How does air work? A bigger Discovery Museum finds the wonder in science

Jon Chase for The Boston Globe
At the Discovery Museum in Acton, 7-year-old Stipan Periskie of Winchester caught an object blown into the air by a machine.

ACTON — Jessie Carleton’s two children watched with wide eyes at the serpentine contraption looming 13 feet above them as blowing air sent colorful scarves and lightweight balls flying through its transparent tubes.

At the Discovery Museum, which just completed a renovation and expansion, the A-Mazing Airways machine offers kids the chance to explore how the science behind the exhibit works.

“I just like that they answer questions by themselves. I think science is a good way to do that,” said Carleton, who was visiting with Olive, 3, and Cy, 6.


The museum’s role is to show children that science is part of the world around them, and to encourage them to learn more about it, said Neil Gordon, the organization’s chief executive officer.

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“We’re not about telling or helping kids know what to think. We’re really about having them know how to think,” said Gordon. “That’s what science is — it’s a skill to understand the world around you.”

The Discovery Museum, located at 177 Main Street (Route 27) in Acton, held a grand opening of its upgraded exhibit space March 3 after an $8.8 million fund-raising campaign to enhance its facilities.

The project created 16,000 square feet of new space, including the indoor museum and an outdoor Discovery Woods treehouse, all of which is designed to be accessible for all children from birth to age 12 and their families.

The project expanded and renovated the Science Discovery Museum building, doubling the space so that exhibits from the Children’s Discovery Museum and science museum could go under one roof. (The change also led the organization to tweak its name — it’s now known as the Discovery Museum, dropping the plural “museums.”)

Jon Chase for The Boston Globe
Jasper Bergeron (left) entertained himself as Maria Bolberov of Acton shot video of her son Aleksey, 5.

The museum blew past its original $7 million fund-raising goal, with more than 200 individuals, organizations, and corporations supporting the work, Gordon said.

Last year was a time for growth for the museum: 2017 ended with more than 2,400 families joining as members, an increase of 9 percent over 2016. And even with construction, the museum hosted 187,000 visitors — its second-largest year since it opened in 1982.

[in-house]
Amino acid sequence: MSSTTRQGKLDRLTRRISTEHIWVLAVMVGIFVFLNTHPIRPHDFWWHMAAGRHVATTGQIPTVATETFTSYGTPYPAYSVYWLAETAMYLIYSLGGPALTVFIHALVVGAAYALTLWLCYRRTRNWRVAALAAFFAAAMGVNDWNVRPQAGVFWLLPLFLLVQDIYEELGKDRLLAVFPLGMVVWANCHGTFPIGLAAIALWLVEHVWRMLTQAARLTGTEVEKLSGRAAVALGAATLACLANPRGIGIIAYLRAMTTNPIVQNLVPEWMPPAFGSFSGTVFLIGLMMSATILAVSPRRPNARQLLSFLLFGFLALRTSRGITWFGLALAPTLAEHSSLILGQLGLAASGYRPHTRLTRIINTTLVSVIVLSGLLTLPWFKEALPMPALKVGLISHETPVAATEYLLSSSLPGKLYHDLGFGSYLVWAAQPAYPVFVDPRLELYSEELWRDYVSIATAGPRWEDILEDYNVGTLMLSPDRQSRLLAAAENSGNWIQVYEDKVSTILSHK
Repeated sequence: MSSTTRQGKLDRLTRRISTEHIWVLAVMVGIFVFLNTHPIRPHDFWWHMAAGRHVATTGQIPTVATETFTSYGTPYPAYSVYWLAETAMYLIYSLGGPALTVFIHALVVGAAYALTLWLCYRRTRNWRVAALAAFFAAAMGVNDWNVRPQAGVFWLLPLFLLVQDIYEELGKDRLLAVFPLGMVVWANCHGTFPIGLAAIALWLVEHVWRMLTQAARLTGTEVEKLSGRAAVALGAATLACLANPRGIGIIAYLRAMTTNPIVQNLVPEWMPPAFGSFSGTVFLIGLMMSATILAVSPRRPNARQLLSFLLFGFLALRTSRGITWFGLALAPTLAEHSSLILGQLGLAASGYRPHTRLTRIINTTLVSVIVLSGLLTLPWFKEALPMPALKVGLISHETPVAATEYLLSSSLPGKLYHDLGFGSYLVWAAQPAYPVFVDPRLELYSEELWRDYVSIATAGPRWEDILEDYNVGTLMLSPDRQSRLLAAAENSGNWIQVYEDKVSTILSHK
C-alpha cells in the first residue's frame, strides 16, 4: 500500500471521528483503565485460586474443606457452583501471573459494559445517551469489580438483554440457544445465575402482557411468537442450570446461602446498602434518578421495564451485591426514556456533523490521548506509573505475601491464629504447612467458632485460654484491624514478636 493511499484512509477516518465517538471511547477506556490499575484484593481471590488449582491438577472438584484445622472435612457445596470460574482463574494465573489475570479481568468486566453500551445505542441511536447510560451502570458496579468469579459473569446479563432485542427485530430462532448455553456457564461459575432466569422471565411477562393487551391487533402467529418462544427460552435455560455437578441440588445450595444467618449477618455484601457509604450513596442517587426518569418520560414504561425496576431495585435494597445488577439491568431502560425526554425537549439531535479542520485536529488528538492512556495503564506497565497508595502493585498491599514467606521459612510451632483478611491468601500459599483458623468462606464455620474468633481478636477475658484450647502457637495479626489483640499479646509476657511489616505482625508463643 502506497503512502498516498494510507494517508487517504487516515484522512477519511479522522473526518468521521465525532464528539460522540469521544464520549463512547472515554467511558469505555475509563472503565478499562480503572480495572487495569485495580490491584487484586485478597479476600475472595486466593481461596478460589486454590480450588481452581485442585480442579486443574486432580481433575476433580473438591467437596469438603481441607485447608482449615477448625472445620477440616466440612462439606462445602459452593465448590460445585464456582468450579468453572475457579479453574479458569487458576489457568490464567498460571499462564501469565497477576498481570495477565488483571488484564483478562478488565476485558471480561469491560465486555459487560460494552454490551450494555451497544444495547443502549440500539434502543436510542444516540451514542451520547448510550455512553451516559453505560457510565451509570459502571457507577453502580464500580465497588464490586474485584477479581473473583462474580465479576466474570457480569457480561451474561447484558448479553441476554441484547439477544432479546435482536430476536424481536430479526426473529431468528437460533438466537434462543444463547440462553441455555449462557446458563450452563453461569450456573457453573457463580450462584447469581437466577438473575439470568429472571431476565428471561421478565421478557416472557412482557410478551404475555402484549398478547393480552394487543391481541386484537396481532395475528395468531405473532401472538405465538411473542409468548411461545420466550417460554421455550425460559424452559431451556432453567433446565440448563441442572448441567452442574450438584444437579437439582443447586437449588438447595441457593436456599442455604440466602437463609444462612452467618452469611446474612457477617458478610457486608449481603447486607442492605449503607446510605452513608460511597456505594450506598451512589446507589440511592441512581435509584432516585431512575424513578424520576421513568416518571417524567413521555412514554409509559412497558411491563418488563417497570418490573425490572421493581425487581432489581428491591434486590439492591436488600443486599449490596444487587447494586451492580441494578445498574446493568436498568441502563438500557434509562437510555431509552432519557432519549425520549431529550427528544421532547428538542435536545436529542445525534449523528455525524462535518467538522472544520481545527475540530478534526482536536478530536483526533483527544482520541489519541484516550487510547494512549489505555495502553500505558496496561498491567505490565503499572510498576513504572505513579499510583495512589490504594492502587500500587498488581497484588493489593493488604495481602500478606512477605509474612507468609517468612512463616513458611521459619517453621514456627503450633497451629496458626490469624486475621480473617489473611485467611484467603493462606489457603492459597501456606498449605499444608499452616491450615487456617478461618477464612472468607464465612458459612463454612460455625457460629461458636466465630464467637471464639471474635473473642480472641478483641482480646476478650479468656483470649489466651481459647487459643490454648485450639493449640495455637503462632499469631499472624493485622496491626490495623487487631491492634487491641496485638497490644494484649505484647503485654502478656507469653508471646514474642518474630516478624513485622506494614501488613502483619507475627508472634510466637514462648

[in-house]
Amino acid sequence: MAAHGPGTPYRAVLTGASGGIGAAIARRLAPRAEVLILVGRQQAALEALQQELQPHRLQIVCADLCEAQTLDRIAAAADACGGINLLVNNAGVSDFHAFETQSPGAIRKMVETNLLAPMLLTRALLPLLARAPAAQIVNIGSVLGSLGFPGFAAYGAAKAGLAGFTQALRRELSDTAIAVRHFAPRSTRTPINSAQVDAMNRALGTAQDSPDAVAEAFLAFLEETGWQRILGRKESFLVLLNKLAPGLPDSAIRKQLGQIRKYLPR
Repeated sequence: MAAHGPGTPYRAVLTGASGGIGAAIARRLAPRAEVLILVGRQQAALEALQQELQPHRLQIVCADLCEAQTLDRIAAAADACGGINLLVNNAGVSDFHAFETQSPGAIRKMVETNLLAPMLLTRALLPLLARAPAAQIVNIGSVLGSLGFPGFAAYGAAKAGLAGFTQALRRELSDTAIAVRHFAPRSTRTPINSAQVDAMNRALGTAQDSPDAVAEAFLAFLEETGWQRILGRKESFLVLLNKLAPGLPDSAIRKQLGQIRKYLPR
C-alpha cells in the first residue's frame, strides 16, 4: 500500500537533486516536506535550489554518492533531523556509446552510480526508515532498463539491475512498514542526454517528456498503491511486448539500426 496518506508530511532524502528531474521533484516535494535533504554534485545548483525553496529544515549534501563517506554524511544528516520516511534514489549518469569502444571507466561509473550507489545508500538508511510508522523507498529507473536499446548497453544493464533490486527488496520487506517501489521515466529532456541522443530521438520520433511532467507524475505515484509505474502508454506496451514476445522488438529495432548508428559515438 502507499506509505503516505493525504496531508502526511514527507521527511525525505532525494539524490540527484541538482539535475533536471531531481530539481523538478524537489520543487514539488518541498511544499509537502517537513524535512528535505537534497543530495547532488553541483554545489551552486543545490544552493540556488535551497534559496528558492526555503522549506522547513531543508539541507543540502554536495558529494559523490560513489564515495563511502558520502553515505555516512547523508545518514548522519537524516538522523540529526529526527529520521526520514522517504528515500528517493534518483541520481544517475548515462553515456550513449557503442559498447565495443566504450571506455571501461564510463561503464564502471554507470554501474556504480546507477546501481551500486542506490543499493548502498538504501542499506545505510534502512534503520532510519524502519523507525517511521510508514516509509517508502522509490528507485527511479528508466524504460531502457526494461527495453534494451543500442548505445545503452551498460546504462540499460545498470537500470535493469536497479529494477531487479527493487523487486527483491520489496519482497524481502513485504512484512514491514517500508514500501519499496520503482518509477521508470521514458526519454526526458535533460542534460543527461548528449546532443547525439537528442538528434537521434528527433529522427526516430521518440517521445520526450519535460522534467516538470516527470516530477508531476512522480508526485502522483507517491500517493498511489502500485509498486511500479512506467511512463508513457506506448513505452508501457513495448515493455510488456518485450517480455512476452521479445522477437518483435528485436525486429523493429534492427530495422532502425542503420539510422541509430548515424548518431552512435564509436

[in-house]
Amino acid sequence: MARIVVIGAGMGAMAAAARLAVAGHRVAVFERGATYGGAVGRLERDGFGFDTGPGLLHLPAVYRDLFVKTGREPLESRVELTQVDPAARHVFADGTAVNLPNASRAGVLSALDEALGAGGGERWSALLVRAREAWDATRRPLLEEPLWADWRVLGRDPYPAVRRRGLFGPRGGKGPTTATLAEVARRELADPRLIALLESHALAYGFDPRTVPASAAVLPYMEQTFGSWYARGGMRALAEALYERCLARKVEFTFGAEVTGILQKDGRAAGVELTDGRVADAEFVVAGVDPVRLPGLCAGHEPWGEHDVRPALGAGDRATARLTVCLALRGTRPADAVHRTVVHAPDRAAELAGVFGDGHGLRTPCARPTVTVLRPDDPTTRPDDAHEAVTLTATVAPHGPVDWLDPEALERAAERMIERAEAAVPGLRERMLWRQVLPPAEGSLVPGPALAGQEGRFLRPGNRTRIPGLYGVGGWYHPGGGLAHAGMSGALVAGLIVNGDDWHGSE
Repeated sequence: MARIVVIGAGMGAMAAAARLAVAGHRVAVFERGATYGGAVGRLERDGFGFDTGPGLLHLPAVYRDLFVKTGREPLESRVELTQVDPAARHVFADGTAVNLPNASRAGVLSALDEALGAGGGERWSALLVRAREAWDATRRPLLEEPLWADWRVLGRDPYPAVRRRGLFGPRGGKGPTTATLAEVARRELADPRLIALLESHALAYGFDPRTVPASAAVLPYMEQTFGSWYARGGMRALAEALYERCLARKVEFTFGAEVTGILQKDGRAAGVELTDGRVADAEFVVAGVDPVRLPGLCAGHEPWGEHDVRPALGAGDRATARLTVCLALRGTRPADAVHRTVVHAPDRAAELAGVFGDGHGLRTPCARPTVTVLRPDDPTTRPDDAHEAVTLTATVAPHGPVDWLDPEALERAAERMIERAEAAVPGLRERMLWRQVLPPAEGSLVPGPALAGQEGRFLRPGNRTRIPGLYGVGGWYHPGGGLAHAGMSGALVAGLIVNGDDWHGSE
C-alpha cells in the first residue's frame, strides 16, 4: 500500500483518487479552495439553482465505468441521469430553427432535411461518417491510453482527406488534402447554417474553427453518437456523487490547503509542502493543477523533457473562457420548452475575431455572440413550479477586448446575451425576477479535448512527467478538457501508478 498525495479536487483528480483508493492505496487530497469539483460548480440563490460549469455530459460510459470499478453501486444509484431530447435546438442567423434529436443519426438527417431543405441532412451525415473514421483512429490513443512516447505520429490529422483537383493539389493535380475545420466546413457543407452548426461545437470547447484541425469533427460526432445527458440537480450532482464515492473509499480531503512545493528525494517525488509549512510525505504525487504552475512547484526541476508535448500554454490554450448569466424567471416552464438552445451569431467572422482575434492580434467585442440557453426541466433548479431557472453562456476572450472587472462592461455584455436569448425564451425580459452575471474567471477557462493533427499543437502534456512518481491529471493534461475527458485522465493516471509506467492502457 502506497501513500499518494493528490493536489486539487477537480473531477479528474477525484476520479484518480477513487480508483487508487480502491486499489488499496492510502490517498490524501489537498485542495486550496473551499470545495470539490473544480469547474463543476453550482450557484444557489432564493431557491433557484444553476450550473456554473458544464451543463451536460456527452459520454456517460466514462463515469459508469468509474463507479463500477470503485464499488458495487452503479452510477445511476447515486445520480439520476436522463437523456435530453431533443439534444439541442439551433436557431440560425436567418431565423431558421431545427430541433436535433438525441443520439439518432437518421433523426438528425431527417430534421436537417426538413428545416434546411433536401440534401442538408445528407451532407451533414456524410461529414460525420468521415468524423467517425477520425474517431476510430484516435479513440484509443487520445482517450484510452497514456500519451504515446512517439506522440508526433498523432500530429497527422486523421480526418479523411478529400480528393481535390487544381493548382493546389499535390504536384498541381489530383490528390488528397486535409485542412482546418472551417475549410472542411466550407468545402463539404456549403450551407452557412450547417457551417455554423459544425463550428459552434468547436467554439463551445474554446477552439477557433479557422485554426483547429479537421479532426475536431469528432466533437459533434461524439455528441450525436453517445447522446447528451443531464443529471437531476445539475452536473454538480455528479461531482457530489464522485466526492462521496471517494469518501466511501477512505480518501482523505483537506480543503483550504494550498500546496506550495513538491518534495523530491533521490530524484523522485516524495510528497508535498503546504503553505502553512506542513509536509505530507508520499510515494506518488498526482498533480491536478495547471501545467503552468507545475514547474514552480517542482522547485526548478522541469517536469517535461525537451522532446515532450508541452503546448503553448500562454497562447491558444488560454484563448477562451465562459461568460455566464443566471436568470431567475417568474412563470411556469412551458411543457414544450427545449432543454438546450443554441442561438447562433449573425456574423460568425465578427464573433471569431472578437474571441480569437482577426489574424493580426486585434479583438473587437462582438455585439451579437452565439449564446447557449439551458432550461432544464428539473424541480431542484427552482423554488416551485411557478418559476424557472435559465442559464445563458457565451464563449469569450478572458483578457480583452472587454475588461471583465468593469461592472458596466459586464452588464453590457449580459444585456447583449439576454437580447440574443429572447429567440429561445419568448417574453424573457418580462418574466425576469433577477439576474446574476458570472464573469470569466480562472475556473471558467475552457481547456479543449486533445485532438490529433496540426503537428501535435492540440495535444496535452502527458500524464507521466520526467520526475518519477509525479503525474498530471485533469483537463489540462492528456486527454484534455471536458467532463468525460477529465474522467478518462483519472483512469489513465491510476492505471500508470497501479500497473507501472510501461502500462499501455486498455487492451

By moving exhibits from the iconic — but antiquated — Victorian home used for the children’s museum to a building that is accessible to all visitors, Gordon said, the museum will be more welcoming to all.

“We believed that what the Discovery Museum offers is really good for kids and important for kids, and therefore it should be available to all kids,” said Gordon. “We want every kid to be fully curious and creative.”

Does the new museum space fulfill that goal? On a recent weekday afternoon, Carleton said it was her family’s second visit that day.


“It’s a fantastic museum, a fantastic staff,” she said. “I love how design and art are integrated into this.”

Jon Chase for The Boston Globe
Children and their parents fed objects into the A-Mazing Airways machine.

Alongside families, the museum also serves as a rich resource for teachers and other educators, said Susan Erickson, the K-5 science and social studies curriculum specialist for Weston’s public schools.

Last May, she planned a day for students at Weston’s Country Elementary School to visit the museum.

Erickson, who previously worked at the museum, said she was inspired to become a teacher by watching how its exhibits spurred children’s interest in learning science.

“When [children] are doing science, it sticks,” said Erickson. “By doing it, it makes sense.”

During a recent tour with museum staff, groups of families moved through the new exhibits. One demonstrates how water can move and be shaped. Another uses common household objects to split a beam of light into a colorful spectrum.

There’s even a workshop where children can try fashioning their own simple flying machines — and try them out with a blast from a vertical air stream machine.

Among the new exhibits is Brain Building Together, which is aimed at very young children up to age 3 to spur healthy brain development. The exhibit, like others in the museum, was built with input from experts in child development, education, and other fields.

The exhibits are also designed to lure in the attention of older students [read: parents and guardians] who can be part of the learning experience.

For Gordon, who has worked for nearly nine years as the museum’s chief executive, encouraging science education for children is a way to invest in future generations.

“Science is just a way to understand the world, and for me, the children’s museum world is a way to really nurture the most important resource we have,” Gordon said. “You think every kid is just a seed of opportunity.”

For more information about The Discovery Museum, including hours, admission, and special programs, visit www.discoveryacton.org.

Jon Chase for The Boston Globe
Joan O'Brien and her grandson Noah Arana watched 7-year-old Jeremiah Lakes of Belmont play a standing bass inside the Discovery Museum.

John Hilliard can john.hilliard@globe.com.